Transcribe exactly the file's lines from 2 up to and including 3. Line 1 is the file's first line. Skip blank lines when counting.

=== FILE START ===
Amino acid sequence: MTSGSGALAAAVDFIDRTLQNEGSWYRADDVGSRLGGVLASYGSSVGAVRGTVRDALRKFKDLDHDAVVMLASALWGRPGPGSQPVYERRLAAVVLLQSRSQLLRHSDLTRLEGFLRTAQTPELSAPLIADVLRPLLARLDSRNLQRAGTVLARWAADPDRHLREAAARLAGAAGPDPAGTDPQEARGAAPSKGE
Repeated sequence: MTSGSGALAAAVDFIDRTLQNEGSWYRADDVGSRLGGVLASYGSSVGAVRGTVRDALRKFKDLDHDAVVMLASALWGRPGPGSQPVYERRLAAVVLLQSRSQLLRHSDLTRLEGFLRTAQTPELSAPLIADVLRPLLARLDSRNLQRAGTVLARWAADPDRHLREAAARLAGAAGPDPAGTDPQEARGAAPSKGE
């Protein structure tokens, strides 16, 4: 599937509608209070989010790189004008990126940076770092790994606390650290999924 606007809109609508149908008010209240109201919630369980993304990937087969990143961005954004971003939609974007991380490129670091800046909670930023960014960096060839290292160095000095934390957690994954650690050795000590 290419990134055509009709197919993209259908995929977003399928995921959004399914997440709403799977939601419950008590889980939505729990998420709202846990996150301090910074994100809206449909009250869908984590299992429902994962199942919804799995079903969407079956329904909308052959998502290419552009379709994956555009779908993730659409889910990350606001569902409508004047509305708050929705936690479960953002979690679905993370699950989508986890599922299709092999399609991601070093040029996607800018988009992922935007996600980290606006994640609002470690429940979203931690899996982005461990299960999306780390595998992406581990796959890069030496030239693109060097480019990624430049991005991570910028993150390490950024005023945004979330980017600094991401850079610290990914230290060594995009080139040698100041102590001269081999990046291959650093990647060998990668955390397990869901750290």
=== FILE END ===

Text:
Repeated sequence: MTSGSGALAAAVDFIDRTLQNEGSWYRADDVGSRLGGVLASYGSSVGAVRGTVRDALRKFKDLDHDAVVMLASALWGRPGPGSQPVYERRLAAVVLLQSRSQLLRHSDLTRLEGFLRTAQTPELSAPLIADVLRPLLARLDSRNLQRAGTVLARWAADPDRHLREAAARLAGAAGPDPAGTDPQEARGAAPSKGE
């Protein structure tokens, strides 16, 4: 599937509608209070989010790189004008990126940076770092790994606390650290999924 606007809109609508149908008010209240109201919630369980993304990937087969990143961005954004971003939609974007991380490129670091800046909670930023960014960096060839290292160095000095934390957690994954650690050795000590 290419990134055509009709197919993209259908995929977003399928995921959004399914997440709403799977939601419950008590889980939505729990998420709202846990996150301090910074994100809206449909009250869908984590299992429902994962199942919804799995079903969407079956329904909308052959998502290419552009379709994956555009779908993730659409889910990350606001569902409508004047509305708050929705936690479960953002979690679905993370699950989508986890599922299709092999399609991601070093040029996607800018988009992922935007996600980290606006994640609002470690429940979203931690899996982005461990299960999306780390595998992406581990796959890069030496030239693109060097480019990624430049991005991570910028993150390490950024005023945004979330980017600094991401850079610290990914230290060594995009080139040698100041102590001269081999990046291959650093990647060998990668955390397990869901750290």